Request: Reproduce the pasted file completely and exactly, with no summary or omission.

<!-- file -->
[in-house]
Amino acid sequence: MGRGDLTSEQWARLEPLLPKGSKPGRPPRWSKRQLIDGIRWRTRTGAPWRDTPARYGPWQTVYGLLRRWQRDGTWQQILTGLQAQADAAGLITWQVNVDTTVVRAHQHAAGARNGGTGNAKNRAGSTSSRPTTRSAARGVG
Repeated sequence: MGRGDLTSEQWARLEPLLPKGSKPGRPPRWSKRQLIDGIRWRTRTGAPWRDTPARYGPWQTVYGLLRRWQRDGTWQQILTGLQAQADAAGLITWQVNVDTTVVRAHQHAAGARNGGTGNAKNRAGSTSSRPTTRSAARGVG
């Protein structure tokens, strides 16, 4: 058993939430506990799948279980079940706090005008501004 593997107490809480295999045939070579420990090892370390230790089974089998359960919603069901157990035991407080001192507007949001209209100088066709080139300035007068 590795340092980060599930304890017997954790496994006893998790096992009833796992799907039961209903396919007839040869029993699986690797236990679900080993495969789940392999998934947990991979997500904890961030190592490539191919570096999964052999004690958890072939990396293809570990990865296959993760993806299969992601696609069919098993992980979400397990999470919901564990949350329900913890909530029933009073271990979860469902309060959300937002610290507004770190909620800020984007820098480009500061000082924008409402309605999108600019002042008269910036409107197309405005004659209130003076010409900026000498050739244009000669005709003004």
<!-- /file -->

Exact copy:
[in-house]
Amino acid sequence: MGRGDLTSEQWARLEPLLPKGSKPGRPPRWSKRQLIDGIRWRTRTGAPWRDTPARYGPWQTVYGLLRRWQRDGTWQQILTGLQAQADAAGLITWQVNVDTTVVRAHQHAAGARNGGTGNAKNRAGSTSSRPTTRSAARGVG
Repeated sequence: MGRGDLTSEQWARLEPLLPKGSKPGRPPRWSKRQLIDGIRWRTRTGAPWRDTPARYGPWQTVYGLLRRWQRDGTWQQILTGLQAQADAAGLITWQVNVDTTVVRAHQHAAGARNGGTGNAKNRAGSTSSRPTTRSAARGVG
């Protein structure tokens, strides 16, 4: 058993939430506990799948279980079940706090005008501004 593997107490809480295999045939070579420990090892370390230790089974089998359960919603069901157990035991407080001192507007949001209209100088066709080139300035007068 590795340092980060599930304890017997954790496994006893998790096992009833796992799907039961209903396919007839040869029993699986690797236990679900080993495969789940392999998934947990991979997500904890961030190592490539191919570096999964052999004690958890072939990396293809570990990865296959993760993806299969992601696609069919098993992980979400397990999470919901564990949350329900913890909530029933009073271990979860469902309060959300937002610290507004770190909620800020984007820098480009500061000082924008409402309605999108600019002042008269910036409107197309405005004659209130003076010409900026000498050739244009000669005709003004």